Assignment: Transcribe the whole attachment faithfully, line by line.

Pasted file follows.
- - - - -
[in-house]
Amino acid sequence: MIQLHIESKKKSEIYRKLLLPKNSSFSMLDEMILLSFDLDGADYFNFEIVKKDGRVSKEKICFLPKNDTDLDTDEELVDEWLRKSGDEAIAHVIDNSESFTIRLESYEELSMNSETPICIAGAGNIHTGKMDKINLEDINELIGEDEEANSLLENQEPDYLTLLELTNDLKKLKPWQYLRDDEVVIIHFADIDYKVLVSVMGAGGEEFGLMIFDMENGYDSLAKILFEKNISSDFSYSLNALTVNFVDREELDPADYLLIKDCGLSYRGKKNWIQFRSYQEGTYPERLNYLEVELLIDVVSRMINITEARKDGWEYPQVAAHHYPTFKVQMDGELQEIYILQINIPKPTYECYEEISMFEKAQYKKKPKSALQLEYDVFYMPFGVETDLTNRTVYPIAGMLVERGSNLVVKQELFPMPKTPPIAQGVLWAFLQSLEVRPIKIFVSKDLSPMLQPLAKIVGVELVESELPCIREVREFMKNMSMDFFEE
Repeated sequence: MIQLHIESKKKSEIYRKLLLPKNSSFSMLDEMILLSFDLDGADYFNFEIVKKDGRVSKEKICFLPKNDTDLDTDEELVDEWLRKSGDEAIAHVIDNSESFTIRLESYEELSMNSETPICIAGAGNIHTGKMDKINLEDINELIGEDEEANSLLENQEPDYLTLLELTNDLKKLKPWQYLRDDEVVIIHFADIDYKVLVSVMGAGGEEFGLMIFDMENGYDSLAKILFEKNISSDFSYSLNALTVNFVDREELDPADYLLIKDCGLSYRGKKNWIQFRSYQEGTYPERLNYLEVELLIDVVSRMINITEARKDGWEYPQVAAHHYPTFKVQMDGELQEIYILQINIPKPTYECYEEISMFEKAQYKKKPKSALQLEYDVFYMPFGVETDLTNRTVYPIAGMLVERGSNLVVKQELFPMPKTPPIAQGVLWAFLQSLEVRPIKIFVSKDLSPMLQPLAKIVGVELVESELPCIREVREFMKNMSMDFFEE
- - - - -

[in-house]
Amino acid sequence: MIQLHIESKKKSEIYRKLLLPKNSSFSMLDEMILLSFDLDGADYFNFEIVKKDGRVSKEKICFLPKNDTDLDTDEELVDEWLRKSGDEAIAHVIDNSESFTIRLESYEELSMNSETPICIAGAGNIHTGKMDKINLEDINELIGEDEEANSLLENQEPDYLTLLELTNDLKKLKPWQYLRDDEVVIIHFADIDYKVLVSVMGAGGEEFGLMIFDMENGYDSLAKILFEKNISSDFSYSLNALTVNFVDREELDPADYLLIKDCGLSYRGKKNWIQFRSYQEGTYPERLNYLEVELLIDVVSRMINITEARKDGWEYPQVAAHHYPTFKVQMDGELQEIYILQINIPKPTYECYEEISMFEKAQYKKKPKSALQLEYDVFYMPFGVETDLTNRTVYPIAGMLVERGSNLVVKQELFPMPKTPPIAQGVLWAFLQSLEVRPIKIFVSKDLSPMLQPLAKIVGVELVESELPCIREVREFMKNMSMDFFEE
Repeated sequence: MIQLHIESKKKSEIYRKLLLPKNSSFSMLDEMILLSFDLDGADYFNFEIVKKDGRVSKEKICFLPKNDTDLDTDEELVDEWLRKSGDEAIAHVIDNSESFTIRLESYEELSMNSETPICIAGAGNIHTGKMDKINLEDINELIGEDEEANSLLENQEPDYLTLLELTNDLKKLKPWQYLRDDEVVIIHFADIDYKVLVSVMGAGGEEFGLMIFDMENGYDSLAKILFEKNISSDFSYSLNALTVNFVDREELDPADYLLIKDCGLSYRGKKNWIQFRSYQEGTYPERLNYLEVELLIDVVSRMINITEARKDGWEYPQVAAHHYPTFKVQMDGELQEIYILQINIPKPTYECYEEISMFEKAQYKKKPKSALQLEYDVFYMPFGVETDLTNRTVYPIAGMLVERGSNLVVKQELFPMPKTPPIAQGVLWAFLQSLEVRPIKIFVSKDLSPMLQPLAKIVGVELVESELPCIREVREFMKNMSMDFFEE